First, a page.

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You’re Overthinking It

You’re Overthinking It


Even now, especially now, when everything’s fresh and within easy reach, less is more.

We hear it all the time these days from chefs of every walk: Keep it simple. Have faith in the ingredients. But that’s easy to say when you’ve been formally schooled and challenged by an elite mentor. For the rest of us, keeping it simple looks like a lot of disparate (and under-seasoned) ingredients spread across a plate. The trick isn’t just keeping the complicated techniques to a minimum, it’s also keeping the ingredients to a minimum. With almost everything in season right now, the tendency is to pick the garden clean and make it all somehow work together. But it won’t, and it never will, no matter how fresh everything is. Think smaller and lighter. It’s how you really want to eat when you’re not doing it with your eyes. Three to five ingredients tops, and they should all complement each other, as they do here in this bright salad and hearty sandwich. This time of year, if it takes longer to make than it does to eat, you’re overthinking it.

Photography and recipes by Yelena Strokin

Veggie Sandwich

Serves one.

2 slices multigrain bread, lightly toasted
2 tbsps. organic mayo
3-4 garlic cloves, peeled and minced
¼ avocado, sliced lengthwise
1½ tbsps. olive oil
2 baby portobello mushrooms
1 hothouse cucumber, sliced
Fresh microgreens
2 slices Swiss cheese

Preheat the oven to 350 degrees.
Add the olive oil to a skillet and warm it over a medium heat. Cut the mushrooms into thin slices, then stir them in. Reduce the heat to low and cook them until they’re soft and blackened.

In a small bowl, mix together the mayo and the garlic. Spread it across one side of each bread slice. Then add a piece of Swiss to one of those slices. On top of that, layer the cucumber, avocado and mushroom. Top it with a handful of microgreens and the other slices of cheese and bread.

Place the sandwich in the oven just long enough for the cheese to begin melting, about three to five minutes. Then move it to a cutting board and cut it diagonally—because sandwiches always taste better when they’re cut diagonally.

IMG_4123_2Cabbage and Beet Salad
Serves one.

For the salad
½ medium head of green cabbage, thinly sliced
1 medium carrot, peeled and grated
3-4 small beets, peeled and grated
¼ bunch scallions, finely chopped

For the dressing
2 tbsps. lemon juice
2 tbsps. avocado oil
1 tsp. dry-roasted tomatoes
1 tsp. dry dill
Salt and white pepper to taste
Sugar to taste

To make the dressing, in a small bowl, whisk together the lemon juice, dry-roasted tomatoes, dill, sugar, salt and pepper. Once it’s thoroughly mixed, whisk in the avocado oil. Set the dressing aside at that point to allow the flavors to marry. After about 10 minutes, taste it and season accordingly with salt and pepper.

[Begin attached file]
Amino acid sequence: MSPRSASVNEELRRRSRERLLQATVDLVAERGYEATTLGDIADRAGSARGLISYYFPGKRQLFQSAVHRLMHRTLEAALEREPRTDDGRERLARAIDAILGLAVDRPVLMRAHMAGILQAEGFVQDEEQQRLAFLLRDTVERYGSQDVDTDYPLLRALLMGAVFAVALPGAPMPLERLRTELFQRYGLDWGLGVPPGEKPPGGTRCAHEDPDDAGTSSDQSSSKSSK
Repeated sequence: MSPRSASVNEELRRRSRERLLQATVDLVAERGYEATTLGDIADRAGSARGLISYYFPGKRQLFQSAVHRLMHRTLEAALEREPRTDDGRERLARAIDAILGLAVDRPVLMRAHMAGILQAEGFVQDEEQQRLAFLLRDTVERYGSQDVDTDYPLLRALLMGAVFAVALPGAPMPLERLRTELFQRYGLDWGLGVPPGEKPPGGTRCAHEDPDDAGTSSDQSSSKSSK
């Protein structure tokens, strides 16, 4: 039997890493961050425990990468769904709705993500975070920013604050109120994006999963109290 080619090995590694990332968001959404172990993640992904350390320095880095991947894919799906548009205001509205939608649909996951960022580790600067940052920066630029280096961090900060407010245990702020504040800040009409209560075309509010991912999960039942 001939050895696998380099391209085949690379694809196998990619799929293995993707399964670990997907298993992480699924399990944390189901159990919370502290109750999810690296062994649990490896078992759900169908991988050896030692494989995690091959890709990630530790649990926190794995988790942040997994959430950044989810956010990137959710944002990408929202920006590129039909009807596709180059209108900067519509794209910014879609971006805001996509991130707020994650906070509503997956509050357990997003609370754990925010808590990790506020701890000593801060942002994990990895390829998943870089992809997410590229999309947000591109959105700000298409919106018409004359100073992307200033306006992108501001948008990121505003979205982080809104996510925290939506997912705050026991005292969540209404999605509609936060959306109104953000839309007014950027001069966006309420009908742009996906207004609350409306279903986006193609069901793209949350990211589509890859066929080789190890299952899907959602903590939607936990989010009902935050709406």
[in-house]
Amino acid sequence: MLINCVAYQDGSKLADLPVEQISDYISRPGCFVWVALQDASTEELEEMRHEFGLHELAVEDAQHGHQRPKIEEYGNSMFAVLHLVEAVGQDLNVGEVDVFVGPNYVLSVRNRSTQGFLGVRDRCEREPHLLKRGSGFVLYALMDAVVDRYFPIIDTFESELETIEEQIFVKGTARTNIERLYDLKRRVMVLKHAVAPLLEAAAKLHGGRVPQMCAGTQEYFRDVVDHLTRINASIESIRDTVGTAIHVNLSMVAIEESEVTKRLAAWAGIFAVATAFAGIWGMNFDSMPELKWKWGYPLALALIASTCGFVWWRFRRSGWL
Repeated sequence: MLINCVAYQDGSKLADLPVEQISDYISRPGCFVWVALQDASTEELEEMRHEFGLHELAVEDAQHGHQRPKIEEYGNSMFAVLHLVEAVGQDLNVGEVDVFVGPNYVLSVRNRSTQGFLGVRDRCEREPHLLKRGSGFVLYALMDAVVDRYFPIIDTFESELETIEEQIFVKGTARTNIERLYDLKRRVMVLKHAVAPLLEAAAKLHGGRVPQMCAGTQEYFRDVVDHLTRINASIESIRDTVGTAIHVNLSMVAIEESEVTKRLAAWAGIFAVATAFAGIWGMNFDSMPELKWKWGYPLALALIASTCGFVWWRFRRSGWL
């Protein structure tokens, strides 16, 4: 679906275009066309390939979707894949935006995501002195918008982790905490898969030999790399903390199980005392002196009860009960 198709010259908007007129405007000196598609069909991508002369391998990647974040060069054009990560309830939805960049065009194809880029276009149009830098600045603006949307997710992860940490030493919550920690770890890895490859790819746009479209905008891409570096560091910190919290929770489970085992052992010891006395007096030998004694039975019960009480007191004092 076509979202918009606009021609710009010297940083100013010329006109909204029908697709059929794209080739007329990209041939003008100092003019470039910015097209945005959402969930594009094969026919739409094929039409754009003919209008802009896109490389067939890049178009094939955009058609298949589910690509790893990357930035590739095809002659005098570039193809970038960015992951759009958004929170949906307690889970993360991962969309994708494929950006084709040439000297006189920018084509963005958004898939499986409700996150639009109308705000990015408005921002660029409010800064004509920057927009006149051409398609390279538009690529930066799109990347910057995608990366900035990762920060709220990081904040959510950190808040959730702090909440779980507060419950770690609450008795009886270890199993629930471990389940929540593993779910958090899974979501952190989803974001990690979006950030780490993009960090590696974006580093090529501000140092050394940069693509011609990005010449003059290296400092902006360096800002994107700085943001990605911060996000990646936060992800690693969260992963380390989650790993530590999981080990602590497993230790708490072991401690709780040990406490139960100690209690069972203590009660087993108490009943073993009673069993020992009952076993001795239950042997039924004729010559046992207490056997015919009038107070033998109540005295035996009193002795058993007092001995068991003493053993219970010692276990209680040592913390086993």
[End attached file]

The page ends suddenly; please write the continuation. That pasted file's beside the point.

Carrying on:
In a large bowl, toss together the cabbage, carrot, beets and scallions. Add the dressing, then toss once more.

Yelena Strokin is a Newtown-based food stylist and photographer and the founder of the blog

[divider]What I’m Drinking Right Now[/divider]

Makes about 15 portions.

1 pint fresh blueberries
1 pint fresh strawberries
2 medium apples, diced small*
2 oranges, peeled, seeded and diced small*
1 large cucumber, peeled and diced into quarter-inch chunks
12 medium to large basil leaves, chiffonade
12 medium to large mint leaves, chiffonade
1 bottle Art in the Age Rhubarb Tea Liqueur
3 bottles crisp white wine (pinot grigio or sauvignon blanc)
1 bottle moscato d’asti (or another semisweet sparkling wine)

* These ingredients can be swapped out for just about any other seasonal fruit you prefer. Peaches, nectarines and cherries all work especially well, too.

Combine all of the ingredients, save for the wine, cover/seal and let it sit overnight. The next day, add the wine and stir well.

Ladle the sangria, along with a healthy helping of the fruit, into a wine glass or goblet filled with ice. Top with two to three ounces of the moscato d’asti.

Sovana Bistro

Barbeque Pairings
Stocking the bar for a barbeque is a little more complicated than it first seems. Cold beer and white wine—no brainer. Until an old-school southerner (or wannabe) slips in and you’re caught without brown spirits. Load up on these and you’ll be loved by all comers. —AJ

Beer Fat Head’s Brewery & Saloon Sunshine Daydream Session IPA
Low-alcohol (4.9 percent) with hits of pineapple, papaya, grapefruit and honey. Stays refreshing all afternoon and into the balmy night.

Wine Vinho verde
It’s a dry, super-acidic wine from Portugal. Big on citrus flavor, low on alcohol (about nine percent). And at 10 bucks a bottle, it encourages a generous pour.

Spirits J.M. Rhum Agricole Vieux 10-year-old
Imagine nursing this smoky, leathery, bourbon barrel-aged rum while you man those ribs, and tell me your mouth doesn’t water at the thought.

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